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Q. Eliz. Harp on it still shall I, till heart-strings
break. K. Rich. Now, by my George, my garter, and my
crown,Q. Eliz. Profan'd, dishonour'd, and the third
usurp'd. K. Rich. I swear. Q. Eliz.
By nothing: for this is no oath.
K. Rich. Now by the world,
'Tis full of thy foul wrongs. K. Rich. My father's death, Q. Eliz.
Thy life hath that dishonour'd. Ř. Rich. Then, by myself,— Q. Eliz.
Thyself is self-mis-us'd. K. Rich. Why then, by God,Q. Eliz.
God's wrong is most of all, . If thou had'st fear'd to break an oath by him, The unity, the king thy brother made, Had not been broken, nor my brother slain. If thou had'st fear’d to break an oath by him, The imperial metal, circling now thy head, Had grac'd the tender temples of my child; And both the princes had been breathing here, Which now, two tender bed-fellows for dust, Thy broken faith hath made a prey for worms. What canst thou swear by now? K. Rich.
By the time to come. Q. Eliz. That thou hast wronged in the time o'er
past; For I myself have many tears to wash Hereafter time, for time past, wrong'd by thee. The children live, whose parents thou hastslaughter'd.
Ungovern'd' youth, to wail it in their age:
K. Rich. As I intend to prosper, and repent!
Q. Eliz. Shall I be tempted of the devil thus?
children. K. Rich. But in your daughter's womb I bury
them: Where, in that nest of spicery, they shall breed Selves of themselves, to your recomforture.
Q. Eliz. Shall I go win my daughter to thy will ?
K. Rich. And be a happy mother by the deed.
Q. Eliz. I go.-Write to me very shortly, And you shall understand from me her mind. K. Rich. Bear her my true love's kiss, and so
[Kissing her. Exit Q. Elizabeth. Relenting fool, and shallow, changing-woman! How now? what news?
Enter RatclifF; CATESBY following. Rat. Most mighty sovereign, on the western coast Rideth a puissant navy; to the shore Throng many doubtful hollow-hearted friends, Unarm'd, and unresolv’d to beat them back: 'Tis thought, that Richmond is their admiral; And there they hull, expecting but the aid Of Buckingham to welcome them ashore. K. Rich. Some light-foot friend post to the duke?
of Norfolk :-
Cate. Here, my good lord.
Catesby, fly to the duke. Cate. I will, my lord, with all convenient haste.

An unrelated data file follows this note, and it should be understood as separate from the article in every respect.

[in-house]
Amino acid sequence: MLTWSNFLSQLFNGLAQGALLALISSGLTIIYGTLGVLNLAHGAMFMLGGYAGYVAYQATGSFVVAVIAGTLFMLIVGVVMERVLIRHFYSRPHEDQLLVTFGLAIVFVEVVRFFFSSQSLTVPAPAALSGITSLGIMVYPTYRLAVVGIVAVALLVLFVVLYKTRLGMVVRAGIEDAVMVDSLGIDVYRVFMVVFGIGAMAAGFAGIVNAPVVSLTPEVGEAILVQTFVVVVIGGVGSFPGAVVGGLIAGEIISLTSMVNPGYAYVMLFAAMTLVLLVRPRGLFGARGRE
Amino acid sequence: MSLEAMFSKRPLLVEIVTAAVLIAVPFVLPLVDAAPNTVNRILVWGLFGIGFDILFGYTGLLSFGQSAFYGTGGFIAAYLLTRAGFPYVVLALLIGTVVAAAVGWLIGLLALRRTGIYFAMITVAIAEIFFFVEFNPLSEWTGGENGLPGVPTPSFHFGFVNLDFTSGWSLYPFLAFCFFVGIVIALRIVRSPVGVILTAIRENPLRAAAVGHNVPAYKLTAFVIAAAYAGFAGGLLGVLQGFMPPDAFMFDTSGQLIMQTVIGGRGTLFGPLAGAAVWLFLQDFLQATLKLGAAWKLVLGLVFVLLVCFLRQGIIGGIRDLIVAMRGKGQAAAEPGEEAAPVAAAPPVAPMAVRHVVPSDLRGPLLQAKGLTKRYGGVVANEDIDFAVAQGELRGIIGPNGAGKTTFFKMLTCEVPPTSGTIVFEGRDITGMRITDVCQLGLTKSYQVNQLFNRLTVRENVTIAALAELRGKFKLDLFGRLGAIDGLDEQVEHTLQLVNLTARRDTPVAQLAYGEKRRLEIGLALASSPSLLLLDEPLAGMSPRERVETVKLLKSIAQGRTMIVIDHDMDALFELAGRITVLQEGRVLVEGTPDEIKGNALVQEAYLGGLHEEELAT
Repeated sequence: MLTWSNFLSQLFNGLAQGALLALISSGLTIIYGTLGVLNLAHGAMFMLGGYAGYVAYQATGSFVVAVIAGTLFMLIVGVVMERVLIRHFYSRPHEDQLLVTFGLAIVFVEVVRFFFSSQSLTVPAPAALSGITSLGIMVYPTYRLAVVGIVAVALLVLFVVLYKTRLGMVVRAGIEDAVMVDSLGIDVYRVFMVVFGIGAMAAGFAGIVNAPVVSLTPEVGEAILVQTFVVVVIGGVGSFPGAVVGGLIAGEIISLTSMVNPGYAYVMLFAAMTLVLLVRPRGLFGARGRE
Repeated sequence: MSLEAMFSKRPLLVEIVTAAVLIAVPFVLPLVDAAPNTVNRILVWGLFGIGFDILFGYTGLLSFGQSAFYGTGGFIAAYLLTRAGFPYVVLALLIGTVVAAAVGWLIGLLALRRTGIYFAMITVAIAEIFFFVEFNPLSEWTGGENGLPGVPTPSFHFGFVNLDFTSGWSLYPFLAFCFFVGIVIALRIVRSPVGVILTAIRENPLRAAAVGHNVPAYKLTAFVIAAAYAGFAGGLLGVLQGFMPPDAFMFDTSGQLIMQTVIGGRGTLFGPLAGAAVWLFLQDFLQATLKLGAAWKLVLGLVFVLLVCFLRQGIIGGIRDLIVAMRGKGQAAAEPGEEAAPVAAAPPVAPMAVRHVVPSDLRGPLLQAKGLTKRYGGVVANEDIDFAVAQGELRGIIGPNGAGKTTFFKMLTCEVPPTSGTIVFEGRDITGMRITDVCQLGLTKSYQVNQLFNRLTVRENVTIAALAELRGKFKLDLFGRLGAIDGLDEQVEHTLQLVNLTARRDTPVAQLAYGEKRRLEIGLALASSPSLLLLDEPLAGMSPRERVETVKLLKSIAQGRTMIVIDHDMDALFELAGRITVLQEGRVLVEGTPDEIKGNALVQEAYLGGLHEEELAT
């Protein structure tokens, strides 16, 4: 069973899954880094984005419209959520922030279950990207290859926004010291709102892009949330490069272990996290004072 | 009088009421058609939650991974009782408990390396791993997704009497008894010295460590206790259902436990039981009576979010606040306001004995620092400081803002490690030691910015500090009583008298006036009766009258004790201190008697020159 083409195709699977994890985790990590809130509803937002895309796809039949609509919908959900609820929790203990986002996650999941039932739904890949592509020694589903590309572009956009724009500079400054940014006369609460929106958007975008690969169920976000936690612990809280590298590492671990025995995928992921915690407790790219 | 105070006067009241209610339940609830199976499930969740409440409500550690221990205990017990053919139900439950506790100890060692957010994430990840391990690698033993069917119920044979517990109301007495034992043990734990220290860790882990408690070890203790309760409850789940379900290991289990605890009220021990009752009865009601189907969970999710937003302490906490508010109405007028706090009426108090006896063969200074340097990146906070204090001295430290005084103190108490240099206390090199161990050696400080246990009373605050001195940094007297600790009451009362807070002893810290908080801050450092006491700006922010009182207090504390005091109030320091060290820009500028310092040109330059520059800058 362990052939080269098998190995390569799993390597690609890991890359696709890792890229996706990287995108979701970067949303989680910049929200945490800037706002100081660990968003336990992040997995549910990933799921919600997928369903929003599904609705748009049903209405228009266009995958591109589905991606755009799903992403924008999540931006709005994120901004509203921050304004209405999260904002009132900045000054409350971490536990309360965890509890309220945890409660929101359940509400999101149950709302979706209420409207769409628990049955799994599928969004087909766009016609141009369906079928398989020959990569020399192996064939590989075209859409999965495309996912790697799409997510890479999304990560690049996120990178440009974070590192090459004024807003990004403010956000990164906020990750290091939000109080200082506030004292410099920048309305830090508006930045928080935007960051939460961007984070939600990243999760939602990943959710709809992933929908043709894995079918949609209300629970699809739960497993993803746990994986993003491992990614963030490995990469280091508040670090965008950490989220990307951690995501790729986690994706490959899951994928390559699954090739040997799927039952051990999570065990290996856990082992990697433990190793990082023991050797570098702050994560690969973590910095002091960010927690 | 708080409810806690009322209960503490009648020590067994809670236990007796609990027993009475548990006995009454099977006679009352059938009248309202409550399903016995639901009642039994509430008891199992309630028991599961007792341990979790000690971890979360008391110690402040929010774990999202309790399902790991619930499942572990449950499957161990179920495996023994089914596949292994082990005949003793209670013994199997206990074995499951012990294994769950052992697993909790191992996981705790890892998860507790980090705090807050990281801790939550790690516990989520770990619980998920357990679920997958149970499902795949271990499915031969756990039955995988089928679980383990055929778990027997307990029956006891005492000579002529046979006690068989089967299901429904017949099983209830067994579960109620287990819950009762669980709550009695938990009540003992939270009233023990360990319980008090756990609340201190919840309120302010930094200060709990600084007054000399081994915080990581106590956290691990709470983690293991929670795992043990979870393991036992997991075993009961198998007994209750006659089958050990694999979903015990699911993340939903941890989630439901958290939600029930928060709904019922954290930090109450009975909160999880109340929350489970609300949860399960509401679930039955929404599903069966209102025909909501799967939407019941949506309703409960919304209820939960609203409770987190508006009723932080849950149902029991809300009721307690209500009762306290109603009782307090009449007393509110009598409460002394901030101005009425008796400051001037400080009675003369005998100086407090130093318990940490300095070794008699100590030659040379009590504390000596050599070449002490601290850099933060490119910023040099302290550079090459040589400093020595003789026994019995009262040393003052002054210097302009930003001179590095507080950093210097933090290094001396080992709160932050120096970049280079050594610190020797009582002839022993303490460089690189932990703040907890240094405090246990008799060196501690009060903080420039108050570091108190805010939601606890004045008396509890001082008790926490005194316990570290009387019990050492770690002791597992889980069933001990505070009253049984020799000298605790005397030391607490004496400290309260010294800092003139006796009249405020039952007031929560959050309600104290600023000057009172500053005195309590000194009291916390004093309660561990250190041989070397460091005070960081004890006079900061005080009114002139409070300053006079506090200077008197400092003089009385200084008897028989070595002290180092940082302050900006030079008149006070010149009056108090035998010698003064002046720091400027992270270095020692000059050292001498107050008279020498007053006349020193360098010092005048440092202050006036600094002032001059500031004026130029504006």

K. Rich. Ratcliff, come hither: Post to Salisbury; When thou com’st thither,-Dull unmindful villain,
[To Catesby. Why stay'st thou here, and go'st not to the duke? Cate. First, mighty liege, tell me your highness'
pleasure, What from your grace I shall deliver to him.
-changing-woman!] Such was the real character of this Queen dowager, who would have married her daughter to King Richard, and did all in her power to alienate the Marquis of Dorset, her son, from the earl of Richmond.
? Some light-foot friend, &c.] Richard's precipitation and confusion is in this scene very happily represented by inconsistent orders, and sudden variations of opinion. Johnson. VOL. VII.
K. Rich. O, true, good Catesby ;-—Bid him levy
straight The greatest strength and power he can make, And meet me suddenly at Salisbury.
[Exit. Rat. What, may it please you, shall I do at Salis
bury? K. Rich. Why, what would'st thou do there, before
Cate. I go.
Rat. Your highness told me, I should post before.
K. Rich. My mind is chang’d.—Stanley, what
news with you? Stan. None good, my liege, to please you with
the hearing; Nor none so bad, but well may be reported.
K. Rich. Heyday, a riddle! neither good nor bad! What need'st thou run so many miles about, When thou may'st tell thy tale the nearest way? Once more, what news? Stan.
Richmond is on the seas. K. Rich. There let him sink, and be the seas on
Slan. I know not, mighty sovereign, but by guess.
K. Rich. Is the chair empty? Is the sword un
Is the king dead ? the empire unpossess’d?
Stan. Unless for that, my liege, I cannot guess.
K. Rich. Unless for that he comes to be your liege, You cannot guess wherefore the Welshman comes. Thou wilt revolt, and fly to him, I fear.
Stan. No, mighty liege, therefore mistrust me not. K. Rich. Where is thy power then, to beat him
back? Where be thy tenants, and thy followers? Are they not now upon the western shore, Safe-conducting the rebels from their ships ? Stan. No, my good lord, my friends are in the
north. K. Rich. Cold friends to me: What do they in
the north, When they should serve their sovereign in the west? Stan. They have not been commanded, mighty
king: Pleaseth your majesty to give me leave, I'll muster up my friends; and meet your grace, Where, and what time, your majesty shall please. K. Rich. Ay, ay, thou wouldst be gone to join
with Richmond: I will not trust you, sir. Stan.
Most mighty sovereign, You have no cause to hold my friendship doubtful; I never was, nor never will be false. K. Rich. Well, go, muster men. But, hear you
leave behind Your son, George Stanley; look your heart be firm, Or else his head's assurance is but frail. Stan. So deal with him, as I prove true to you.
[Exit STANLEY. Enter a Messenger. Mess. My gracious sovereign, now in Devonshire, As I by friends am well advertised, Sir Edward Courtney, and the haughty prelate,